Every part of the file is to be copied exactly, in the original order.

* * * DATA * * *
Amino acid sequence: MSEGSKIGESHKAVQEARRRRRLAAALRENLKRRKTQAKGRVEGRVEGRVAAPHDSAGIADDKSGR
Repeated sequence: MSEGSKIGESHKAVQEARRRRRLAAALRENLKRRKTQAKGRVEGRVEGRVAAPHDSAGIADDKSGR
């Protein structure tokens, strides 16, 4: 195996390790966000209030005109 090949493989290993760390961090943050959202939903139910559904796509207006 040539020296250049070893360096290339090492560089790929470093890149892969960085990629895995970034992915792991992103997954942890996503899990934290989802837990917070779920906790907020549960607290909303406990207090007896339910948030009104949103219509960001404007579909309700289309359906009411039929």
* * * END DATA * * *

Amino acid sequence: MSEGSKIGESHKAVQEARRRRRLAAALRENLKRRKTQAKGRVEGRVEGRVAAPHDSAGIADDKSGR
Repeated sequence: MSEGSKIGESHKAVQEARRRRRLAAALRENLKRRKTQAKGRVEGRVEGRVAAPHDSAGIADDKSGR
């Protein structure tokens, strides 16, 4: 195996390790966000209030005109 090949493989290993760390961090943050959202939903139910559904796509207006 040539020296250049070893360096290339090492560089790929470093890149892969960085990629895995970034992915792991992103997954942890996503899990934290989802837990917070779920906790907020549960607290909303406990207090007896339910948030009104949103219509960001404007579909309700289309359906009411039929």